August 12, 2020
"Wow, this is actually mine." Walking through his new home for the first time last week, Ross, who only wants to be known by his first name, is apprehensive and lost for words. "It's the first time I've had a house of my own ... it was a very special moment."
Ross had been on the streets for 25 years before walking through the doors of Takitimu House three months ago. He is the youngest of 14 children and when his parents died, he ended up on the streets. The following years were spent sliding into darkness through violence, addiction, and time behind bars.
"I found myself at the bottom of the gutter." His childhood traumas hung over him, which began with an abusive family home. "My father was exactly like Jake the Muss from Once Were Warriors."
While homeless, his nights would be spent with his head on a rock, and he did not realise he did not have to be cold all the time. "I couldn't see a light at the end of my tunnel."
But he now sits with shelter manager Annamarie Angus in a neat brown jersey, socks pulled up mid-shin, his shoulders relaxed and a twinkle in his eyes.
He is one of 10 men who were supported into housing by the shelter in a record month last month. The men went to a range of accommodation types - private rentals, social housing and rest homes.
Within a few days of being at the shelter, Ross noticed a shift in his mindset. A sense of community and belonging is an important aspect in the healing of the men.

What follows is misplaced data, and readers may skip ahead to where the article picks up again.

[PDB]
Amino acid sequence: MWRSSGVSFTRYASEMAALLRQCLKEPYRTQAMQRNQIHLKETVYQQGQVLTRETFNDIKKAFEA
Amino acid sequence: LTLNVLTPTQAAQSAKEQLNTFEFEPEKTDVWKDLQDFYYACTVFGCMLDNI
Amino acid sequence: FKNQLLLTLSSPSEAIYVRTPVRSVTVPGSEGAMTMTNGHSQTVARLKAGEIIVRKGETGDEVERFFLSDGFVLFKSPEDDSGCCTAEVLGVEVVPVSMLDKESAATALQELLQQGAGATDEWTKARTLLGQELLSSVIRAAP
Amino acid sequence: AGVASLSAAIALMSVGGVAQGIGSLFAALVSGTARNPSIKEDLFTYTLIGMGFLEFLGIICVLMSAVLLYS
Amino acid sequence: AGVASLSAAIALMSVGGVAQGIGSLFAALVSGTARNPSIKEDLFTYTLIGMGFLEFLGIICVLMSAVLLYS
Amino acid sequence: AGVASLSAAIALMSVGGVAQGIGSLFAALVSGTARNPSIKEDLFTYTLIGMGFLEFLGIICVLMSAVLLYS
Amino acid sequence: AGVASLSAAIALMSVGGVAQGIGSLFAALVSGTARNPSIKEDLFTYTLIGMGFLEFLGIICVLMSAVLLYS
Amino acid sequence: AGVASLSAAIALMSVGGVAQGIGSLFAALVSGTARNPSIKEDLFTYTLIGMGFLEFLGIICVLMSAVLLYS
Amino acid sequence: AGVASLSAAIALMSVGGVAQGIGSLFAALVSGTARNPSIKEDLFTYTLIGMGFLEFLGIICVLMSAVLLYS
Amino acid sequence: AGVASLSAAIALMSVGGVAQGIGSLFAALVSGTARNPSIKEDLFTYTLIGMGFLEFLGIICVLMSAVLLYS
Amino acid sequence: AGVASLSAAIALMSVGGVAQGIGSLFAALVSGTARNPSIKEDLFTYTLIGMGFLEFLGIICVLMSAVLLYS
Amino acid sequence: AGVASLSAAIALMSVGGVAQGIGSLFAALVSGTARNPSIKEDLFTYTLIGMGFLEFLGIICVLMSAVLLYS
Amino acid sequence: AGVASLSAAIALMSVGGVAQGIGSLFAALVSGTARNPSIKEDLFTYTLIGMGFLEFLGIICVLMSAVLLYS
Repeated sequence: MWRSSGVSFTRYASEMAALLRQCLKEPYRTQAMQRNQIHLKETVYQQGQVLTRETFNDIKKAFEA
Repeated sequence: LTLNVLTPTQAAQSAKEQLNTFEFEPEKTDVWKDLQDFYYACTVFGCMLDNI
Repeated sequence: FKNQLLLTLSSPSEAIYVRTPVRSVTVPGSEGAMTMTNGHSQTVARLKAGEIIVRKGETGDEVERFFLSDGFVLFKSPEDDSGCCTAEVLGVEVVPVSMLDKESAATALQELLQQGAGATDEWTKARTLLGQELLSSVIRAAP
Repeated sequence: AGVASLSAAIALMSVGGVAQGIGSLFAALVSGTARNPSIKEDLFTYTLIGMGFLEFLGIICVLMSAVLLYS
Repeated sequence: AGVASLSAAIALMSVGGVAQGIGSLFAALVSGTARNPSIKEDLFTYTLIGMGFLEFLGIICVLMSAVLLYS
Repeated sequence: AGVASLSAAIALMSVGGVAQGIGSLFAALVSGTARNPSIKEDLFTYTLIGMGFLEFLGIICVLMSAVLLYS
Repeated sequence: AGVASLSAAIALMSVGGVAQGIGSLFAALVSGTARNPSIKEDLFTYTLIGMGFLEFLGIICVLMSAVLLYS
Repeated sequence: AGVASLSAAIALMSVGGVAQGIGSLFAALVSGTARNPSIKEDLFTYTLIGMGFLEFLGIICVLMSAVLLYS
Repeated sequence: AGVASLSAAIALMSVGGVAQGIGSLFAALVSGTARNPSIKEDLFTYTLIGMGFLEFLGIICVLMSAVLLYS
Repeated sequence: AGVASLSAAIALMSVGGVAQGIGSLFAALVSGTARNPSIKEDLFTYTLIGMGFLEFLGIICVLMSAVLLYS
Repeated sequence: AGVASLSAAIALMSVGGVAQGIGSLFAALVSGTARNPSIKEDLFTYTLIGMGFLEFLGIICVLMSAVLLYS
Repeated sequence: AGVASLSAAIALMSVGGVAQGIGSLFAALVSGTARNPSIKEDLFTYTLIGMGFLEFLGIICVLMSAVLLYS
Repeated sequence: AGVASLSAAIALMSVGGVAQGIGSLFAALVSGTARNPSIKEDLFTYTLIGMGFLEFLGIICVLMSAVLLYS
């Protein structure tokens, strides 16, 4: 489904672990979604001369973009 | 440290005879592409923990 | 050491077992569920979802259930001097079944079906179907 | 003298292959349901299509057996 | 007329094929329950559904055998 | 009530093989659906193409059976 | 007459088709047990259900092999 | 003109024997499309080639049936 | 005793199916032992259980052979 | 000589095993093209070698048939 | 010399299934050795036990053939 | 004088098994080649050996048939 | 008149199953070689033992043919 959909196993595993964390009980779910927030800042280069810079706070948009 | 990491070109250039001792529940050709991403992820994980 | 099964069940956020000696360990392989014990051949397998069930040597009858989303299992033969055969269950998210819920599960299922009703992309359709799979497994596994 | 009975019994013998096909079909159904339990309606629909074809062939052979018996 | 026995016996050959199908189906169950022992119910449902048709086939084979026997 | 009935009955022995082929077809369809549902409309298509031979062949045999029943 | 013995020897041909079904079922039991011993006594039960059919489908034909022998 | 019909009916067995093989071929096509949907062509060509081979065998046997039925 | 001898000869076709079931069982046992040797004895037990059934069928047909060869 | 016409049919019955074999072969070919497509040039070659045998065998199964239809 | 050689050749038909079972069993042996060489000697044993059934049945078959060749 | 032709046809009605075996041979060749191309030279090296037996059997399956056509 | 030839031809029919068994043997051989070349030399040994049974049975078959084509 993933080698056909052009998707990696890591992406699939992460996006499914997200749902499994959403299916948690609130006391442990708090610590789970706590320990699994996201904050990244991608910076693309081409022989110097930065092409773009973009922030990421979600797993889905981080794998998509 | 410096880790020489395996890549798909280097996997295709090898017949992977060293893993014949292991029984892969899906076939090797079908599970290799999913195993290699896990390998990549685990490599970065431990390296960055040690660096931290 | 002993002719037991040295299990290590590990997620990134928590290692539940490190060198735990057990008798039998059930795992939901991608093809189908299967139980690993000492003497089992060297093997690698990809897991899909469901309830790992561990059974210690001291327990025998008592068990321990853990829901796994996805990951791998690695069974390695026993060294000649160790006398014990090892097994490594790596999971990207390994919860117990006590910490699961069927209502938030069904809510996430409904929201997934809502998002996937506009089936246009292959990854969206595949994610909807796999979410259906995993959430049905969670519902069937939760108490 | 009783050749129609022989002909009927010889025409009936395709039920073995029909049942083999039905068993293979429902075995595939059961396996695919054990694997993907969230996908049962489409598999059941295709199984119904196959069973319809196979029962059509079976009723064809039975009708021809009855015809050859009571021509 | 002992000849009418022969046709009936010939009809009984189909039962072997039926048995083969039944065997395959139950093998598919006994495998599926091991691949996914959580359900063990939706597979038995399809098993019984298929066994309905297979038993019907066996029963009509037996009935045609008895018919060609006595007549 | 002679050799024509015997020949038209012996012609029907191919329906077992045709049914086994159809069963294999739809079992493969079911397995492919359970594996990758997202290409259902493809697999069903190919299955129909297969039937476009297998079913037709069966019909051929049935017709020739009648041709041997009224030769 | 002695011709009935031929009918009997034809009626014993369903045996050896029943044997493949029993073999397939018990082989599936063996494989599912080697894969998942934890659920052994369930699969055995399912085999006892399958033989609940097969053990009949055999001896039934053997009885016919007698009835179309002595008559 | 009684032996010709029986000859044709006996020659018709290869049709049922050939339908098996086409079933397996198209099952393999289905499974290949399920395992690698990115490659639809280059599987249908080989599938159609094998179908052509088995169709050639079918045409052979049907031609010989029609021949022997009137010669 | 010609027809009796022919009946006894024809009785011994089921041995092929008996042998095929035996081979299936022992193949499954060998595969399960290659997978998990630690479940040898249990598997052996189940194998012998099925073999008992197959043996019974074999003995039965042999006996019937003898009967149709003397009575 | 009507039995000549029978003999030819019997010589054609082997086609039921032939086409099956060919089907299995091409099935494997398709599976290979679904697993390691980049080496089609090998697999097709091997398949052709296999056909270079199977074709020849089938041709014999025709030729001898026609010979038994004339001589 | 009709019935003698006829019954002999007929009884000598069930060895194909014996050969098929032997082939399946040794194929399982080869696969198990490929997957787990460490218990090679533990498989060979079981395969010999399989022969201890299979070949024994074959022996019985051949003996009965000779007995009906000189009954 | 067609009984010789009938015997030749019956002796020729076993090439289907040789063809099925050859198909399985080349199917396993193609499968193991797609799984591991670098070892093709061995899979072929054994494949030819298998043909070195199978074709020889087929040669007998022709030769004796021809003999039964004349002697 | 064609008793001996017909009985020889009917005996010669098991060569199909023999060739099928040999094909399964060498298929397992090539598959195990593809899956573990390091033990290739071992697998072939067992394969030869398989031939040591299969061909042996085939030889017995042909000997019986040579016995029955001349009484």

The three months were difficult but the support from staff, other men, and the multiple wrap-around services and programmes kept him going. "I can see my children being with me, I can see happiness which wasn't there before, I can see them growing to love me as a father."
This week, he starts his construction job in Omokoroa.
Angus sat back and smiled listening to him speak of his journey and said people came through at "different stages of readiness". While Ross worked through his issues and was housed within three months, another man who was housed last month had been with the shelter for three years.
"They need to recover and they need to rebuild before any of them are able to be housed," which depended on how ready they were to work through their trauma. The complications men arrived with varied, including generational and systemic trauma, discrimination, and disconnection from family, whānau, and society in general, she said.
Other challenges were poverty, significant mental and physical health problems, phenomenal debt, detrimental tenancy histories, criminal backgrounds and substance abuse. Some had no identification, no doctor, no bank account. On top of this; some felt anger, a sense of loss, hopelessness, and defeat.
"Our people would still feel like they are teetering on the edge of society with no real meaning to their lives, even with a roof over their heads," Angus said.
Psychologist David Chaplow had worked with the shelter for a number of years. He had facilitated the physical and mental assessment of some of the homeless. Chaplow said with the extensive issues that needed addressing, the wrap-around services at Takitimu had set a high benchmark.
With 4000 people identified as homeless in the Western Bay of Plenty by the Mayoral Taskforce, Angus said as a society, the issues had been left too long, and there was no quick fix.
There were specifically designed programmes held on-site, most of which were comprised of grassroots therapeutic value such as the Wakaunua Whaihauora Programme and Kei hea Koe Wananga.